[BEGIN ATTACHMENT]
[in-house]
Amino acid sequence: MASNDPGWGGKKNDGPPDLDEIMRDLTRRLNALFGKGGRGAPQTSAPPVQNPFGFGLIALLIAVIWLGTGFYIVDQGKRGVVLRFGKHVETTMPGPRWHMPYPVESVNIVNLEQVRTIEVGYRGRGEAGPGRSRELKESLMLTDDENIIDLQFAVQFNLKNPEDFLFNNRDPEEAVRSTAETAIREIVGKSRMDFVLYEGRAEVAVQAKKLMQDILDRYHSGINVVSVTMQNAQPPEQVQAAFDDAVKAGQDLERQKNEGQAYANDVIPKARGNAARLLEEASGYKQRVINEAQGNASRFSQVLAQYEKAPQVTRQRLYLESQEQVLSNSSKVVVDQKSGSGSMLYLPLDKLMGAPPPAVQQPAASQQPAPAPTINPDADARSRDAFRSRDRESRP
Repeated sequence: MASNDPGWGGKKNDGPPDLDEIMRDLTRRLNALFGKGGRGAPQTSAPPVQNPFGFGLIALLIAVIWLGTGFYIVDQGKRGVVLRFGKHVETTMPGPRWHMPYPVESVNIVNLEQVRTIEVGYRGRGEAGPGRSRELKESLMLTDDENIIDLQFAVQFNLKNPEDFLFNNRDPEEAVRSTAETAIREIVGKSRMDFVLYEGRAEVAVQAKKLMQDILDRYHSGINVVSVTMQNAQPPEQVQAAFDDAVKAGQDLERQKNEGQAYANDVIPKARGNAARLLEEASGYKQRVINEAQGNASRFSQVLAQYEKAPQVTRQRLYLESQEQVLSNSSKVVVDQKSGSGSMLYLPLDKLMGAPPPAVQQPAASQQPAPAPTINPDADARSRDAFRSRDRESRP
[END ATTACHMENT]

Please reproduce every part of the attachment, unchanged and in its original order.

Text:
[in-house]
Amino acid sequence: MASNDPGWGGKKNDGPPDLDEIMRDLTRRLNALFGKGGRGAPQTSAPPVQNPFGFGLIALLIAVIWLGTGFYIVDQGKRGVVLRFGKHVETTMPGPRWHMPYPVESVNIVNLEQVRTIEVGYRGRGEAGPGRSRELKESLMLTDDENIIDLQFAVQFNLKNPEDFLFNNRDPEEAVRSTAETAIREIVGKSRMDFVLYEGRAEVAVQAKKLMQDILDRYHSGINVVSVTMQNAQPPEQVQAAFDDAVKAGQDLERQKNEGQAYANDVIPKARGNAARLLEEASGYKQRVINEAQGNASRFSQVLAQYEKAPQVTRQRLYLESQEQVLSNSSKVVVDQKSGSGSMLYLPLDKLMGAPPPAVQQPAASQQPAPAPTINPDADARSRDAFRSRDRESRP
Repeated sequence: MASNDPGWGGKKNDGPPDLDEIMRDLTRRLNALFGKGGRGAPQTSAPPVQNPFGFGLIALLIAVIWLGTGFYIVDQGKRGVVLRFGKHVETTMPGPRWHMPYPVESVNIVNLEQVRTIEVGYRGRGEAGPGRSRELKESLMLTDDENIIDLQFAVQFNLKNPEDFLFNNRDPEEAVRSTAETAIREIVGKSRMDFVLYEGRAEVAVQAKKLMQDILDRYHSGINVVSVTMQNAQPPEQVQAAFDDAVKAGQDLERQKNEGQAYANDVIPKARGNAARLLEEASGYKQRVINEAQGNASRFSQVLAQYEKAPQVTRQRLYLESQEQVLSNSSKVVVDQKSGSGSMLYLPLDKLMGAPPPAVQQPAASQQPAPAPTINPDADARSRDAFRSRDRESRP